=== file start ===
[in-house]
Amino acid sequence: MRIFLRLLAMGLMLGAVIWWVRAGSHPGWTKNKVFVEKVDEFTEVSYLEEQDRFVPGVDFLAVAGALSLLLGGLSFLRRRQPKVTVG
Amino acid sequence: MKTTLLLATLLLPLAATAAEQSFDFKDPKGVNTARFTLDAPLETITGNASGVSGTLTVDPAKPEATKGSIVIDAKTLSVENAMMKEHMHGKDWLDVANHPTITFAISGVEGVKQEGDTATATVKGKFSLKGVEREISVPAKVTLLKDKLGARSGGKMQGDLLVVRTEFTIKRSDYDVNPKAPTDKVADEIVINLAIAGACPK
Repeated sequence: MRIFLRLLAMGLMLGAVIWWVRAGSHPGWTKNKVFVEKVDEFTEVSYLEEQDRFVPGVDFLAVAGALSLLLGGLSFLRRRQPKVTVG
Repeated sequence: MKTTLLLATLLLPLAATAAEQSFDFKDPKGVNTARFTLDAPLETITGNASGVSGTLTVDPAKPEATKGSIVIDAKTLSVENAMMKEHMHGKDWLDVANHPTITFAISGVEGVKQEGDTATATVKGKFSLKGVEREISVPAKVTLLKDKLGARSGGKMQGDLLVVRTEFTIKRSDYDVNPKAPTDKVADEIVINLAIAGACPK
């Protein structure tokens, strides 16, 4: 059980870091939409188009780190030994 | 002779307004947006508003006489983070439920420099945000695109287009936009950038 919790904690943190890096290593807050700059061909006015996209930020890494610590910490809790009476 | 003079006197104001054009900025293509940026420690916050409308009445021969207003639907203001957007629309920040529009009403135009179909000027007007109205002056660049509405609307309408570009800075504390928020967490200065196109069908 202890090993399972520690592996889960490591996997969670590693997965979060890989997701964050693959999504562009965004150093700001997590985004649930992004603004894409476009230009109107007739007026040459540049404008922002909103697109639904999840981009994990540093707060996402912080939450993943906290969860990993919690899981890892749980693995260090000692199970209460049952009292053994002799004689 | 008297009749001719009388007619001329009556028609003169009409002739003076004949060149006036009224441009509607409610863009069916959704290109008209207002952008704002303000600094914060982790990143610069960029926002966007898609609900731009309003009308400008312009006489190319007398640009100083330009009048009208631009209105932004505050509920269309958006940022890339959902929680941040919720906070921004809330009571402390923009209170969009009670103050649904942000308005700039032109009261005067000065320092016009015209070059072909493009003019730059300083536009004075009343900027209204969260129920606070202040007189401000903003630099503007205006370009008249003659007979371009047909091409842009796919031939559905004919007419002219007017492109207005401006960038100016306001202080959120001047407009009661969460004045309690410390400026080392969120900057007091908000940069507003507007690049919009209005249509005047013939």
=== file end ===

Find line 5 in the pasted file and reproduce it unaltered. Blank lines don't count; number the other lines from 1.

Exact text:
Repeated sequence: MKTTLLLATLLLPLAATAAEQSFDFKDPKGVNTARFTLDAPLETITGNASGVSGTLTVDPAKPEATKGSIVIDAKTLSVENAMMKEHMHGKDWLDVANHPTITFAISGVEGVKQEGDTATATVKGKFSLKGVEREISVPAKVTLLKDKLGARSGGKMQGDLLVVRTEFTIKRSDYDVNPKAPTDKVADEIVINLAIAGACPK